Chinese Propaganda Poster Analysis

868 Words4 Pages
The Role of Government Propaganda in the Educational System during the Cultural Revolution in China
Jing Huang

1. Introduction
The Proletarian Cultural Revolution, also called the Cultural Revolution in China, which took place between 1966 and 1976, was a social-political movement. Mao Zedong, then Chairman of the Communist Party of China, started this movement, originally aiming at reinforcing communism, more specially socialism with Chinese characteristics or Maoism. Capitalism and traditional Chinese culture were to be obliterated. The whole society was paralyzed economically, politically and socially. (Bianco, 1971)
There are many aspects of the revolution worth investigating, however, due to the complexity of the ten-year movement, it
…show more content…
Some fresh graduates dress up like the Red Guards to take graduation photos, developing a controversial retro fashion as shown by figure 1 below. (Pan, 2008)
Figure1: Students in "Red Guard" outfits pose for graduation photos (People's Daily Online, 2012)
Tremendous propaganda posters were created during the 60s and 70s with a wide range of topics and forms, covering nearly everything from personal conducts to diplomatic relationships. However, in this essay, the focus will be on the propaganda posters targeting at the students or young generation in general.
2.1 Characteristics
Characteristics of the propaganda posters in the Cultural Revolution were distinct, easy to be identified even when mixed with piles of posters. In this session, the features will be illustrated with the assistance of real examples of the posters.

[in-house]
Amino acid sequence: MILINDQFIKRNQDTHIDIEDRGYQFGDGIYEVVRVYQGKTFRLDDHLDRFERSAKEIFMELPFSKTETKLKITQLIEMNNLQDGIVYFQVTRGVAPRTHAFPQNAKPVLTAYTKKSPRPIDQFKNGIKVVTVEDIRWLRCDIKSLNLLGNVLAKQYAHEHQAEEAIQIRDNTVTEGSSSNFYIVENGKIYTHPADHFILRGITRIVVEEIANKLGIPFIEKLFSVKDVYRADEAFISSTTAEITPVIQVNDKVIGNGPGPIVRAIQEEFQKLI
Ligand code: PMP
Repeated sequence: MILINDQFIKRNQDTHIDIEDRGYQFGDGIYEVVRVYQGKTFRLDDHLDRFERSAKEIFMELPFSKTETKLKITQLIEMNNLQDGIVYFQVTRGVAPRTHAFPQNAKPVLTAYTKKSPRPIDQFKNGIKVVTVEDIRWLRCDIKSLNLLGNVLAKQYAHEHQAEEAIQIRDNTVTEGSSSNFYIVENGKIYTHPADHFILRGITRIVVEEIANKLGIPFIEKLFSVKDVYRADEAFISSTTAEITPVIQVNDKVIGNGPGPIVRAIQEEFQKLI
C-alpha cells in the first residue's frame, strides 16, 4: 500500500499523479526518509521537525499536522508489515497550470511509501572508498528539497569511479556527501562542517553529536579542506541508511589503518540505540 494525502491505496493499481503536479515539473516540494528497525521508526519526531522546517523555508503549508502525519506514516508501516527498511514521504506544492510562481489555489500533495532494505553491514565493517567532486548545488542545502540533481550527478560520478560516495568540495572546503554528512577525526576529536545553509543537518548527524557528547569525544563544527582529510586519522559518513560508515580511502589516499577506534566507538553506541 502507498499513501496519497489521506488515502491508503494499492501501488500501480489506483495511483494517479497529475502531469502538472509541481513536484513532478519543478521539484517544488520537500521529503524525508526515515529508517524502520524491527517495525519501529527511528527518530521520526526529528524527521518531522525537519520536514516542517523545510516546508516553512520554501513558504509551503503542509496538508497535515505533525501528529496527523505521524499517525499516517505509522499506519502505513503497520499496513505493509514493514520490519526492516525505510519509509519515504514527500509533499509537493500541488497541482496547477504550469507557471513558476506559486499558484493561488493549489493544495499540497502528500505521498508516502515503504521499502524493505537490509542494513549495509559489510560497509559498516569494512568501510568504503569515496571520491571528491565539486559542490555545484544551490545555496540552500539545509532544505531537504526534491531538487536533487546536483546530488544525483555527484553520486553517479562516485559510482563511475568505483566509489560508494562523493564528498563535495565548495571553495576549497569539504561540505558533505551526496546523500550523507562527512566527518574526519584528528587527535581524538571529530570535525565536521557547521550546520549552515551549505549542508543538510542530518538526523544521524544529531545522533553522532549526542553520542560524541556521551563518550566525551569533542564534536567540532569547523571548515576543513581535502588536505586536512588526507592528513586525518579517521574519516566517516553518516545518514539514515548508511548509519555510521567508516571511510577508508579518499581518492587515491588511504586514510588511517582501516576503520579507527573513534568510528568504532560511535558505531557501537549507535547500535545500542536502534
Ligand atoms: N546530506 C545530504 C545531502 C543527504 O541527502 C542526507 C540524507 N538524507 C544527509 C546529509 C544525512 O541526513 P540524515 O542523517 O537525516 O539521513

2.1.1 Simplicity
To cater for the educational level of the majority of the public, the posters were designed to deliver direct and clear information. Ideally, people could understand the contents without knowing the meaning of any Chinese character. As a result, pictures, the traditional and effective vision aid, were wildly used. Sentences on the posters tended to be short and rhymed. (Cai,
…show more content…
In other words, the powerful knowledge hindered the implementation of obscurantist policy, thus making Chairman Mao feel threatened given the revolution was set into motion to consoled his political position in the country to regain public prestige and control.
Mao viewed the educated as potential threats to his governance and was never a fan of promoting intellectual activities in the society.
(Referring to the Kuomintang) There are many stubborn elements, graduates in the specialty schools of stubbornness. They are stubborn today, they will be stubborn tomorrow, and they will be stubborn the day after tomorrow. What is stubbornness (wan gu)? Gu is to be stiff. Wan is to not progress: not today, nor tomorrow, nor the day after tomorrow. People like that are called the stubborn elements. It is not an easy thing to make the stubborn elements listen to our words. (Mao,
Open Document